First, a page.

Yesterday morning I had a brilliant idea for today’s show on Radio Stradbroke. Play your 12-inch singles out, I thought. Can’t have more than 20 or so of them. That and a Classical Music Interlude will give you three hours of programming, no problem. You’ll be able to find them on your playout system even if you aren’t yet in a position to play vinyl because the studio still isn’t quite right (though I have re-arranged my desk for the second time in 24 hours). So I went to catalogue the 12-inch singles I have (and a couple of 10-inch ones). It turns out I have 103 of the things! Writing them all down alone took 90 minutes. At 7ish this morning, I started putting them into a playlist. By the time I got 45 of them into the playlist, I had over 4 hours of music, and that’s not even half-way. It’ll have to be a series of 12-inch programmes then, won’t it?
The downside is that I only got about 200 words (if that) done on The Mortality Code, but at least the plot is alive in my head again, and it’s just a matter of letting the words out of my head. I’m setting myself the target of doing 40k words in a week. Maybe that’s a bit ambitious, and I might need to temper that ambition a little so I don’t get discouraged.
When I was young and still green behind the ears as a business manager, I met, through a variety of corporate shenanigans going on in the business I worked for, D, who was a senior director in a business looking to take over our parent company. Tall, white-haired, very well-spoken, D was; the archetypal Englishman (picture Richard E Grant). For some reason or another, we became very good friends (just like an American I met through business who reads this blog – here’s looking at you, L), and he and his wife H invited M and me down to their London flat for dinner about 9 months after we’d met. We all got on really well. Even after the corporate shenanigans came to nothing, D and I always kept in touch, meeting up for coffee in a cafe in Leicester Street off Leicester Square (the name of which I’ve forgotten and which is no longer there) two or three times a year. I always described him as louche, a description which has always tickled him, and which he deems very appropriate.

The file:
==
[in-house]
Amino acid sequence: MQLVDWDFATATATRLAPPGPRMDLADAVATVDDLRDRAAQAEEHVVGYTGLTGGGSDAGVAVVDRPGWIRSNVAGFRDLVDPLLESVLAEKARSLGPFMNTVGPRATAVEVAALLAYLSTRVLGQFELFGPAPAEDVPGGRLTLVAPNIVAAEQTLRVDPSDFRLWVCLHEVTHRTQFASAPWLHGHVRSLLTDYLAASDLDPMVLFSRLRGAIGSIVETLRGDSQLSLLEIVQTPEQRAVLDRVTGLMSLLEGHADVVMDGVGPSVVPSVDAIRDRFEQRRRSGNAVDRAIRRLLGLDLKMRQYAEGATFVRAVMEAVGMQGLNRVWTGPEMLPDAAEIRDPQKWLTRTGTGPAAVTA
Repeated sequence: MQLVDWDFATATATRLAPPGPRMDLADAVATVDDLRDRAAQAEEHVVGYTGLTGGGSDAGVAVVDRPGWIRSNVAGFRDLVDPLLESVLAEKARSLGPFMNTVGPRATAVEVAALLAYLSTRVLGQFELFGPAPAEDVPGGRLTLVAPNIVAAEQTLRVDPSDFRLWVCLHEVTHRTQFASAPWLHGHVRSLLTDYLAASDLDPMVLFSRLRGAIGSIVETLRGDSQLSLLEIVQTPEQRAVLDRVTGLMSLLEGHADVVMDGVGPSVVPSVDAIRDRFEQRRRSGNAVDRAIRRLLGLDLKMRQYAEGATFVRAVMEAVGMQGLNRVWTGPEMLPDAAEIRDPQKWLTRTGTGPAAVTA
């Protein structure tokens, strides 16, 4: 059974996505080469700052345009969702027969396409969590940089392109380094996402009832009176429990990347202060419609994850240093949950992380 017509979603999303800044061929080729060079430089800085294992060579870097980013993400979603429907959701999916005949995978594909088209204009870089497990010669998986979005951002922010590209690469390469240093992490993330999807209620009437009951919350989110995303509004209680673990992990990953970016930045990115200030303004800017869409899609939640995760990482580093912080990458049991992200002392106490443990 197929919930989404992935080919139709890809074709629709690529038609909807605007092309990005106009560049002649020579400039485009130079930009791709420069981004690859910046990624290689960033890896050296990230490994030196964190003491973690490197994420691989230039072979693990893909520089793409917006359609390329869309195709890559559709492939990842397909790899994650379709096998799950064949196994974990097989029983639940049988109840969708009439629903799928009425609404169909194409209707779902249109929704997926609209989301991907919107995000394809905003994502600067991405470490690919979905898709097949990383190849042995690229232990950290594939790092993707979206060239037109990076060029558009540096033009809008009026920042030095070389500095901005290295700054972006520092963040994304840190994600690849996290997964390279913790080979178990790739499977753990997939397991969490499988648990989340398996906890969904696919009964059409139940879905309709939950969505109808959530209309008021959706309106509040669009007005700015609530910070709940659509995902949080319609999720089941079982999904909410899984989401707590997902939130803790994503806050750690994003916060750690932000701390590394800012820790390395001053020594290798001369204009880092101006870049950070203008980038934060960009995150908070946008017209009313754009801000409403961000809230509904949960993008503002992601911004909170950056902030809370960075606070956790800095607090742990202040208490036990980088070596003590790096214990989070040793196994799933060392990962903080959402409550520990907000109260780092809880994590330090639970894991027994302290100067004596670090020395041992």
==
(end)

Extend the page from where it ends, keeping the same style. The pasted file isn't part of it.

D had worked for a long time for The Economist in Asia, so, on a few occasions, he took me for dim sum in restaurants in China Town just up the road from this forgotten and disappeared cafe, where we’d expand on the philosophical conversations we’d started down the road. It was D who was very supportive of my early writing, and who suggested additional reading material for me to look at to build my understanding of concepts of time and logic and the art of putting words together in an order which made sense. He always had a mind more logical than mine, and still does. One of the books he suggested to me was Gödel, Escher, Bach: an Eternal Golden Braid by Douglas Hofstadter, which I promptly bought and, to my eternal shame, have never fully read. I made a point of inviting D and H to the book launch of Dead Men in Lincoln’s Inn Fields in 2012, just as a part payment of my debt to him.
And yesterday afternoon I spoke on the phone with D for the first time since I’d seen him towards the end of 2019. We exchange Christmas cards, and I’d meant to call him in the gap between Christmas and New Year 2020 as he’d written a note in the card that he really wanted to talk with me, but I never got round to it. It is a sign of friendship that you can call someone after over two years of not having spoken with them and have an effortless 45-minute conversation. We both mourned the fact that we’re so far apart (he now lives in Gloucestershire most of the time which is a long ay from Norwich), and talked about how being a bibliophile can potentially bankrupt you (I’d mentioned to him that my spending on books has gone through the roof since we moved up here in May 2021), as well as requiring the strengthening of house structures (that probably being the part that would bankrupt you most). Although we are of diametrically opposed political persuasions, we always speak of each other as one of the people we know would put their hand in the fire for us, would ride to the other’s help if needed, without question). We have resolved not to leave two years between phone calls from now on, especially as I discovered that he’s 75 – why I’d never asked his age before is beyond me.
The point is – always be prepared to make new friendships, and always maintain them. You never know when you’ll not have the chance to speak again, nor when you might need that friendship, nor what fruits such friendships might bring to bear. This much I know.